After a closed-door session at their annual meeting in Baltimore this month, the U.S. Catholic bishops issued an unusual "special message" reaffirming their long-standing opposition to the Obama administration's birth control insurance mandate.
On one level, the declaration and the united front were no surprise: The American church hierarchy has made opposition to the mandate a hallmark of its public lobbying efforts, framing the issue as an unprecedented infringement of religious freedom.
Several bishops even vowed to go to jail rather than comply with the mandate. Others threatened to shutter the church's infrastructure of hospitals, charitable ministries, schools and universities rather than accept a policy they say would force Catholic employers to provide health insurance that covers sterilization and perhaps abortion-inducing drugs as well as contraception.
"The government is willing to jeopardize a massive network of hospitals, schools, and social services by insisting they provide for services they find objectionable," Bishop Lawrence Persico of Erie, Pa., said in October as his diocese filed suit against the mandate.
But after repeatedly drawing that line in the sand, a growing number of bishops have begun to push back, arguing that such hard-line rhetoric has put them in an untenable position. These bishops do not want to close Catholic institutions over a birth control policy -- and they say they actually can't do so in most cases.
In addition, they argue that there is no reason to try -- the exemptions and accommodations in the mandate are sufficient, some say, and the church's teaching that access to good, affordable health care is a basic right should outweigh any remaining reservations.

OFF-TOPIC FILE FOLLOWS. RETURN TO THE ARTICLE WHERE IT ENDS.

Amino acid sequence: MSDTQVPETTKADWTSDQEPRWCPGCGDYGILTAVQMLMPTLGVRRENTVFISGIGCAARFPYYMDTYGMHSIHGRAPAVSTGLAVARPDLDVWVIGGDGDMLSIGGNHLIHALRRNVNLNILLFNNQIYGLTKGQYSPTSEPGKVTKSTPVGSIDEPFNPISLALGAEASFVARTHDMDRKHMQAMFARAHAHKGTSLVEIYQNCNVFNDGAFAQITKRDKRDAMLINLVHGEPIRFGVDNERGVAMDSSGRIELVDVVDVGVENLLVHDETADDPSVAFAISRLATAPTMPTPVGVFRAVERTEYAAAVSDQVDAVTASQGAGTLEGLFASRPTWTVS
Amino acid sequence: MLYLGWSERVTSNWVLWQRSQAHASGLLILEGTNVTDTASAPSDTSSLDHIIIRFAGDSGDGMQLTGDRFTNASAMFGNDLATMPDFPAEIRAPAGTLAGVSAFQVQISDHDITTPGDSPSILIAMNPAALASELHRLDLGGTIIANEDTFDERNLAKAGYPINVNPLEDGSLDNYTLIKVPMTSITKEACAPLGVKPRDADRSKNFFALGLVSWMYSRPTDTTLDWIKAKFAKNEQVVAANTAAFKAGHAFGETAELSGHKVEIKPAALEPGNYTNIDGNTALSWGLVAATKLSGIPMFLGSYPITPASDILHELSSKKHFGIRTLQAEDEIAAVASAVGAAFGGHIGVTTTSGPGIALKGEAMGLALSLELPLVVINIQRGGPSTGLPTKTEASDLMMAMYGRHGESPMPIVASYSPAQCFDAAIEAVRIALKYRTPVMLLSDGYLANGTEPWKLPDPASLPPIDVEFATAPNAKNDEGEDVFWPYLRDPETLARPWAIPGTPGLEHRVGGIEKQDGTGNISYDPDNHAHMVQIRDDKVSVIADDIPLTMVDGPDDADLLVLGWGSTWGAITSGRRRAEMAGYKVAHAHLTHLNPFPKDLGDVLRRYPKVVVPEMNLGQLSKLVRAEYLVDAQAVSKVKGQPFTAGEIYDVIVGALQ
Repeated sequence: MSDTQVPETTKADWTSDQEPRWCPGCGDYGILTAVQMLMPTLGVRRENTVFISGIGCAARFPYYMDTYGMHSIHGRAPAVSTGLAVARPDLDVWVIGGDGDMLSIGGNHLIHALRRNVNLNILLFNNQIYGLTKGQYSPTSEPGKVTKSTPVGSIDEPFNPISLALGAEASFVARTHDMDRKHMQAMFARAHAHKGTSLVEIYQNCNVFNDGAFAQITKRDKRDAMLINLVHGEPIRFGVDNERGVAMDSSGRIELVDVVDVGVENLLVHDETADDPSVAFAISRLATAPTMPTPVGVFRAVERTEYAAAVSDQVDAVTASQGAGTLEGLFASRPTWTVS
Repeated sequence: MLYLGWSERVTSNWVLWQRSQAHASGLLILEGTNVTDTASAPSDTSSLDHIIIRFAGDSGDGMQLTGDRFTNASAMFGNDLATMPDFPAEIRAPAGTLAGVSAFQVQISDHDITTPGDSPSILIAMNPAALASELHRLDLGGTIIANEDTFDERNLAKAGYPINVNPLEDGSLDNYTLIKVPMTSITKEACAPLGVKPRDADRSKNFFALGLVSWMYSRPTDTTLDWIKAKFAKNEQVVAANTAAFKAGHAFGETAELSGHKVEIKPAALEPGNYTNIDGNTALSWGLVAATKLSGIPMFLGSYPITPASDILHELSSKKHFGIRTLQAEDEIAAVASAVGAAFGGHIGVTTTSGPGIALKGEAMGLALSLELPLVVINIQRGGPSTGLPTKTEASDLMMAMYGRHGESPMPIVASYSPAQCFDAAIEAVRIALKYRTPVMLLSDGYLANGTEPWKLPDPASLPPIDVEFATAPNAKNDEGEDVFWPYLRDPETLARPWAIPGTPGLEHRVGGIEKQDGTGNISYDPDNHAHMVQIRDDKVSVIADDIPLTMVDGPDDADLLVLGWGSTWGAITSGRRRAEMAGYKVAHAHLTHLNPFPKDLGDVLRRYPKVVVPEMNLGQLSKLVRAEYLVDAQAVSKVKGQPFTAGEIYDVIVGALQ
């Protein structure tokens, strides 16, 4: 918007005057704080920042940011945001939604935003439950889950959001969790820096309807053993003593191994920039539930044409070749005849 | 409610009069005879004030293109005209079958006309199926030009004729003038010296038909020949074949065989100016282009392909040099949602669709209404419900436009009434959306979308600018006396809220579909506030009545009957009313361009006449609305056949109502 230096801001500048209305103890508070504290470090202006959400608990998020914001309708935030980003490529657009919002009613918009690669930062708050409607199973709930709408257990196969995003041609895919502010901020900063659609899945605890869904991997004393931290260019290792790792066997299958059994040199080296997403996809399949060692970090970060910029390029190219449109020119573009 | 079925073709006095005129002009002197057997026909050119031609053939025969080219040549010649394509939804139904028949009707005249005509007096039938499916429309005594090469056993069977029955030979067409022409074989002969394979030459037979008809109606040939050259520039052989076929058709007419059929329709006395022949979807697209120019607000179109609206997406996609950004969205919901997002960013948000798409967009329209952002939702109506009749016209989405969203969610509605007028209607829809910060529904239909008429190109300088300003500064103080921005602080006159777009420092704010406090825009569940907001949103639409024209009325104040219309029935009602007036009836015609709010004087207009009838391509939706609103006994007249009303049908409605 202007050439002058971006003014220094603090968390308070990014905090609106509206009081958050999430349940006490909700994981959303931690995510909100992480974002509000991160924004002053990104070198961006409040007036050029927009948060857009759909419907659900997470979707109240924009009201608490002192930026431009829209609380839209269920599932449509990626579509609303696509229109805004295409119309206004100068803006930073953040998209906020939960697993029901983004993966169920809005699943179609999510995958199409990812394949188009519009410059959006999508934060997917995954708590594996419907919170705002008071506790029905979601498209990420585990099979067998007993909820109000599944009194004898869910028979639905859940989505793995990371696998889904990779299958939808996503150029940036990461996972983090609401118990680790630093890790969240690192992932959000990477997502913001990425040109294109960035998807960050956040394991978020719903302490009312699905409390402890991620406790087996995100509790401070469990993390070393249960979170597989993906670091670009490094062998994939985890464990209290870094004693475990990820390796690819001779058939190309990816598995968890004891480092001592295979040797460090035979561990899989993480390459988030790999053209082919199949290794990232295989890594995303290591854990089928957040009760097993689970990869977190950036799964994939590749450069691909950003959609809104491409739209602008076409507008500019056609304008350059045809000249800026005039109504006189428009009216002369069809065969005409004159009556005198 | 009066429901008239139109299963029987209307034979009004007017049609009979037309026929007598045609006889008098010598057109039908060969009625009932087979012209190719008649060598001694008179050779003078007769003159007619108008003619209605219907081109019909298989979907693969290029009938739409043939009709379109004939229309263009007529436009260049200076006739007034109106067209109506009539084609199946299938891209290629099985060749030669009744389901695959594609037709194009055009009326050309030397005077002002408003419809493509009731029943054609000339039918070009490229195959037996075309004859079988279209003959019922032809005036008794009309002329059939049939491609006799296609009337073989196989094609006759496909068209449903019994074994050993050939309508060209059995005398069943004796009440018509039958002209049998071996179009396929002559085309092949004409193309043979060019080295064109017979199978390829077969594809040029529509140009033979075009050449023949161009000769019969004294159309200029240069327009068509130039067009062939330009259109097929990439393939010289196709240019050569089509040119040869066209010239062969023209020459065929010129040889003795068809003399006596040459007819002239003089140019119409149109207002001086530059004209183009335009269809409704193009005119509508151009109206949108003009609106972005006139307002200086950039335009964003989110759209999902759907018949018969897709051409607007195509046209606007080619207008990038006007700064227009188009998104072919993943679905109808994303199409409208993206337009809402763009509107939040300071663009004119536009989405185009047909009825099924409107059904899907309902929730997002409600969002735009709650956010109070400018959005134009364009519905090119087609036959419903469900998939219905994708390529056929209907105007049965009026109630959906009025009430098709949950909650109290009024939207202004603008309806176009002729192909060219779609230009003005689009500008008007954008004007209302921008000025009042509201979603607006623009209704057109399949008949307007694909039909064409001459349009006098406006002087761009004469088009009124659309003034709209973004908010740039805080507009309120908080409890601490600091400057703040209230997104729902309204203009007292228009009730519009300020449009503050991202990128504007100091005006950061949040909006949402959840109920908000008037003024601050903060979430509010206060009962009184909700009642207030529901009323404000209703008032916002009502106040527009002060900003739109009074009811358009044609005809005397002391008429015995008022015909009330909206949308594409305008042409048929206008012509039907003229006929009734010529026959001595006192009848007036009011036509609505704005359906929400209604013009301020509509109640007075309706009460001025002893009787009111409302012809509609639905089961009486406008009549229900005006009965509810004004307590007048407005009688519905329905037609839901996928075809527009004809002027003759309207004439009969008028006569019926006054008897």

That's why those familiar with the deliberations in Baltimore note that the statement is carefully worded to acknowledge that each bishop can make his own arrangements on health insurance -- as some are doing -- and it begins to provide cover for the entire hierarchy as the prelates try to find an exit strategy.
"The first step off the limb they have been climbing out on the past couple of years" was how National Catholic Reporter  columnist Michael Sean Winters described  the bishops' statement. His verdict was privately confirmed by a number of bishops who took part in what were described as "candid," though cordial, discussions.
Given the vocal and lengthy record of opposition by some members of the hierarchy, backing away from these ultimatums may not be easy. But hard-liners who have wanted to make a last stand out of the contraception mandate may be facing too many challenges to maintain their position.
For one thing, even bishops who oppose the mandate are hardly eager to exercise the "nuclear option" and shut down Catholic ministries. As Boston Cardinal Sean O'Malley said during the Baltimore meeting, "Closing the institutions down is also an evil for us."